New Release Authors
By Kate Donovan On May 17 2013, 9:00 am
Naming my characters is such an integral part of getting to know them, I can’t actually write a word, much less a page or a scene, without nailing that detail down first. Not that I need to name all the characters before I begin. But when it comes to the first major character on page – usually the hero or the heroine – well…
He or she doesn’t get to speak unless I know exactly who is talking.
Luckily, they usually make it clear from word one. In my Retro Romance time travel re-releases, I still remember meeting Shannon and John, and Alex and Cassie. Everyone had the good grace to shout out their name right away. Oddly enough, I never thought I’d use the name John for a hero, but for John Cutler, it was kismet. Such a strong, no-frills, no-nonsense guy. Definitely a “John.” Read more…
By Sally Falcon On May 8 2013, 9:00 am
I’m a librarian, and I am a romance writer. That can be a problem. We all know there are some stereotypes attached to librarians. Librarians are supposed to read very serious, uplifted books. You know the ‘right kind of books’? Have you ever notice on most ‘What Are You Reading?” lists there are very few romance, mysteries or other genre novels? Apparently, enjoyment is optional when reading? What’s wrong with this?
I started reading for enjoyment – romances, westerns, science fiction and mysteries — when I was in 6th or 7th grade. I also read biographies and books on history, but I seem to learn a lot from reading historical fiction and what they called gothics (historical romance and romantic suspense with a historical setting). When I began working in public libraries there were a lot of different books I had to read, but I didn’t always like them. To help me unwind after a long day, what did I pick up? A romance, a mystery or science fiction novel, because this entertained me while reading. They had satisfactory endings. I always enjoy telling people not only to I read genre fiction, I write it. Read more…
By Janeen O'Kerry On Apr 24 2013, 9:00 am
Some women live full and happy lives within a large home filled with family and friends. Some women live virtually alone for all of their days, finding life’s satisfaction in their work. And other women find themselves caught between those two worlds, never truly having one or the other but wishing for the best of both.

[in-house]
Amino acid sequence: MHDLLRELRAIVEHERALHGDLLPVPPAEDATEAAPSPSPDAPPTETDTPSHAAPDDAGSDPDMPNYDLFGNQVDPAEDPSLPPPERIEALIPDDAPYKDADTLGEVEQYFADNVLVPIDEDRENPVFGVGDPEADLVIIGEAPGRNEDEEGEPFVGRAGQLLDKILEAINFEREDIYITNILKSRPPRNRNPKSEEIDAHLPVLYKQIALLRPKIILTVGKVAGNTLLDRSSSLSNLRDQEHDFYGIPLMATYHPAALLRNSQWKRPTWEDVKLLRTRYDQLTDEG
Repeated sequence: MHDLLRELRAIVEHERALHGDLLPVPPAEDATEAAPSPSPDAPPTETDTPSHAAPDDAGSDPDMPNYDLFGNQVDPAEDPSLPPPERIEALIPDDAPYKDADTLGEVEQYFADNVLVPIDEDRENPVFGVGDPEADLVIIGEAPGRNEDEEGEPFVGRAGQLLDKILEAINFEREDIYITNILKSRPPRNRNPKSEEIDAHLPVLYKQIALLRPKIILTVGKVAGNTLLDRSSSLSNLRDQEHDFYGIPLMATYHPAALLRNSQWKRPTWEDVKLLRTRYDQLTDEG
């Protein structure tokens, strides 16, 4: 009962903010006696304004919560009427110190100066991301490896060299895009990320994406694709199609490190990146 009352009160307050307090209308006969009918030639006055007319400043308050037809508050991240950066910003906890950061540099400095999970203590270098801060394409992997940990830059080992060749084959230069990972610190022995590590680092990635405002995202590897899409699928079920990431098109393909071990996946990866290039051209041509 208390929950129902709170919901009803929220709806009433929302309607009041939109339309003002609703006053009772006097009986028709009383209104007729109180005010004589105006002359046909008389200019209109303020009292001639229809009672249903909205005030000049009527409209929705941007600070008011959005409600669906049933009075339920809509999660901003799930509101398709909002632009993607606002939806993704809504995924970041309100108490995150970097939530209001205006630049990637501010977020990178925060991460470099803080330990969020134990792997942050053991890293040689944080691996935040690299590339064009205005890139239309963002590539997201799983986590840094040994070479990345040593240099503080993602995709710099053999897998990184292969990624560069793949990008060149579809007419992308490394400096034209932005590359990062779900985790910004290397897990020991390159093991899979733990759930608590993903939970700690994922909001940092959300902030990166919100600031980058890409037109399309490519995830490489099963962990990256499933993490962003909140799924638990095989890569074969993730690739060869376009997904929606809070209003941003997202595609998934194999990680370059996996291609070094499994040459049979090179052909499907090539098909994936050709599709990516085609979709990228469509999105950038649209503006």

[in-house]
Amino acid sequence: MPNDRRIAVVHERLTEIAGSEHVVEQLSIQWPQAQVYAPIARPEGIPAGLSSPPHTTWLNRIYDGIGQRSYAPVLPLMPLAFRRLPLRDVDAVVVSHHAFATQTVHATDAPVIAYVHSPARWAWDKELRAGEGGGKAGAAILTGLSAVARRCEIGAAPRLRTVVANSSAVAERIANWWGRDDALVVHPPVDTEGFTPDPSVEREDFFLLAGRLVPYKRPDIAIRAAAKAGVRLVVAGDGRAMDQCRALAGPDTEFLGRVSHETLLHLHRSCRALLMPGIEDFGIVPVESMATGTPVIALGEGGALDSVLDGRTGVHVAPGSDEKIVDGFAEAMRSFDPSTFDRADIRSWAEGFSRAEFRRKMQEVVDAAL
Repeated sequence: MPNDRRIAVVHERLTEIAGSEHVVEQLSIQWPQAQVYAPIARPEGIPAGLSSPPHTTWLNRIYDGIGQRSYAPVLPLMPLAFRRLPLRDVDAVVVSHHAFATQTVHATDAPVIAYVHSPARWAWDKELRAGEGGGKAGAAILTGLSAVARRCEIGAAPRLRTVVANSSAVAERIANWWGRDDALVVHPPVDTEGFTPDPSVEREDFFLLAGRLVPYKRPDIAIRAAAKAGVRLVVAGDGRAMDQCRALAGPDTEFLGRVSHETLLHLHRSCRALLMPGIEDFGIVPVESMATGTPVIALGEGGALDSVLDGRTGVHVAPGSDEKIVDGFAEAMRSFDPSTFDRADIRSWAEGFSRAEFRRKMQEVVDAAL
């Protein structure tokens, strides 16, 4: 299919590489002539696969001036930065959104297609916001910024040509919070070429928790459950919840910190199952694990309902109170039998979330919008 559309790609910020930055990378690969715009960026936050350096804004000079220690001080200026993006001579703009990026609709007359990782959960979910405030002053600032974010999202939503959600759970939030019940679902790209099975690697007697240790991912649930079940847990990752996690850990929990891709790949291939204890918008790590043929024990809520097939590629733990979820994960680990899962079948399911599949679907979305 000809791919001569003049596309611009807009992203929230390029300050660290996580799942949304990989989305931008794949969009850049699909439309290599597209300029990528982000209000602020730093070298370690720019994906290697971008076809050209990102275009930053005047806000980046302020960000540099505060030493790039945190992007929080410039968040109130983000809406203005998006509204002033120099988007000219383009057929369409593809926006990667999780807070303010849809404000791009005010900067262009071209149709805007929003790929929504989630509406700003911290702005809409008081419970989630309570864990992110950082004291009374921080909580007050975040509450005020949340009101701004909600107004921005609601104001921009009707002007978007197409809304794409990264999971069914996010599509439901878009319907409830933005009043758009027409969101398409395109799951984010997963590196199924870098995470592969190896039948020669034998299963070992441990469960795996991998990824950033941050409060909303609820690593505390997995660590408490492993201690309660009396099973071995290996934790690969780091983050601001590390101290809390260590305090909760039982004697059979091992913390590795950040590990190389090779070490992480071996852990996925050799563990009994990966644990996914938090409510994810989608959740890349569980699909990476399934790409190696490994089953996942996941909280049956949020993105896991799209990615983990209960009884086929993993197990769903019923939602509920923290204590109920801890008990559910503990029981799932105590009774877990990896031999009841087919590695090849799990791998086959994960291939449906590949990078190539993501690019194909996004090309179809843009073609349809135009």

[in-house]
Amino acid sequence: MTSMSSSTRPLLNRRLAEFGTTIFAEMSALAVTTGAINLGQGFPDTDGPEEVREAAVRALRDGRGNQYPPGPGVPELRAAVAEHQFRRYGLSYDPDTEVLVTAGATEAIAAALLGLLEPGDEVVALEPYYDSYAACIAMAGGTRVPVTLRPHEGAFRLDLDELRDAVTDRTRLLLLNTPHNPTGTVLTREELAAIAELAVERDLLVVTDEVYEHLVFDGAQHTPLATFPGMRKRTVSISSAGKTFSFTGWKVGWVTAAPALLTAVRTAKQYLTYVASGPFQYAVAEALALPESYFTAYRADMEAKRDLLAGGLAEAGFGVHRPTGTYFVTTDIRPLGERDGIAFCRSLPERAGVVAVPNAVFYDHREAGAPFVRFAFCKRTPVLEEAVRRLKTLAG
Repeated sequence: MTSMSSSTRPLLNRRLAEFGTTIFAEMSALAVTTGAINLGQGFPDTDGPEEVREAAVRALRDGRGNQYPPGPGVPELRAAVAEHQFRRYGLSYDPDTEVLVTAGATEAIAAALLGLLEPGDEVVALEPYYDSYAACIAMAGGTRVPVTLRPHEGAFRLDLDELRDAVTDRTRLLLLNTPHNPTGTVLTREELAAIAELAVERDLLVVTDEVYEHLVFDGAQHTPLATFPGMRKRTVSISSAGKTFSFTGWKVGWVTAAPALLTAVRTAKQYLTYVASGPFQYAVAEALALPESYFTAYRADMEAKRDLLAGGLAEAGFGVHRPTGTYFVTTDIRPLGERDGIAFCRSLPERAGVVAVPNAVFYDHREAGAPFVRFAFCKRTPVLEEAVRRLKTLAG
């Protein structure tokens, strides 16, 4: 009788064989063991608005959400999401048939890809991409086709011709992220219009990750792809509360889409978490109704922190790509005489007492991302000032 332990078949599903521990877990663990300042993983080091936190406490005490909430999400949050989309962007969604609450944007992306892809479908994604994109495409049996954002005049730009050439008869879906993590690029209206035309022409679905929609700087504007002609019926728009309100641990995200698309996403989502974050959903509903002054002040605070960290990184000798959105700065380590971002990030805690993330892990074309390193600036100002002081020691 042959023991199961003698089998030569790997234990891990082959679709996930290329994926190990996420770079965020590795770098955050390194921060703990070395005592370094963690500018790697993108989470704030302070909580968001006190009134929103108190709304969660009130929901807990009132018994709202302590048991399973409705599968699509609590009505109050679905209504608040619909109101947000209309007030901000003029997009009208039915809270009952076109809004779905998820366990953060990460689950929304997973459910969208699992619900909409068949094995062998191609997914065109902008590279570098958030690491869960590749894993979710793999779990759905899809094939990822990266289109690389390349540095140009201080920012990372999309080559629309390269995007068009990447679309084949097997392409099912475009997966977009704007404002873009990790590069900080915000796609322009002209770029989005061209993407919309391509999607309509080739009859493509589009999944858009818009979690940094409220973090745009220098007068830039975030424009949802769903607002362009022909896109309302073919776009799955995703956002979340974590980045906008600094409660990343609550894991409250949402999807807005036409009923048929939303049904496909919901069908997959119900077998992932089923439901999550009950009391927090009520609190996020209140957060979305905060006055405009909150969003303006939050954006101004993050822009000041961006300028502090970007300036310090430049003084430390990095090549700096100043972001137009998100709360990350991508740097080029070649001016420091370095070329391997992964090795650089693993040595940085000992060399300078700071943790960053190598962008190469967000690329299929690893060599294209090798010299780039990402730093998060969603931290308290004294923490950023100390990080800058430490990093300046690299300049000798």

Though she was written as living some two millennia ago, the character of Rioghan (REE-gan) is just such a woman. She lives alone in the Irish forest outside of the great fortress built by the Men, serving as a midwife and healer to both the Men and to the Fair Folk, who are also called the Sidhe (shee).
Sometimes Rioghan wishes she could go and live with those of the fortress, for theirs is a lively and social world. She is especially drawn to the King’s Champion, the strong and handsome Donaill, who has helped her defend her forest home against Men who are not as honorable as he. Read more…
By Karen Kay On Apr 19 2013, 9:00 am
Isn’t this a beautiful cover? This cover is definitely one of my favorites.
In keeping with the tone of some of my other posts, I thought I’d tell you a bit about the writing of WHITE EAGLE’S TOUCH.
The story of WHITE EAGLE’S TOUCH began because of my love of what one might call a spoiled, head-strong heroine — one who is really quite soft-hearted, but for reasons explained in the book, she harbors opinions that are far from flattering. In the story, the heroine, Katrina, is blond-haired, stubborn, almost out of funds and demanding her inheritance in order that she might marry into royalty. She has also grown up without ever knowing her parents — who perished out West — and her uncle, who holds the purse-strings to her inheritance, is being anything but accomodating. Read more…
By Kate Donovan On Apr 12 2013, 9:00 am
Like many authors, I find the kernel of a story in the strangest places, but it’s safe to say Nature isn’t usually one of them. As much as I admire hikers and other assorted outdoors lovers, that’s not my lifestyle. I blame reading. Now there’s an adventure, right? When I was a kid, my idea of the perfect trip involved traveling to the library to get more books. It’s no surprise then that my memories of particular vacations center on which books I read there. As an example, when my family went to the beautiful beaches of Newport RI, I was reading Gone with the Wind for the first time. Suffice it to say, I wasn’t really at the beach that day at all, but rather in Atlanta.
So how did I end up writing a book about an environmental advocate who travels back in time to commune with nature? Read more…
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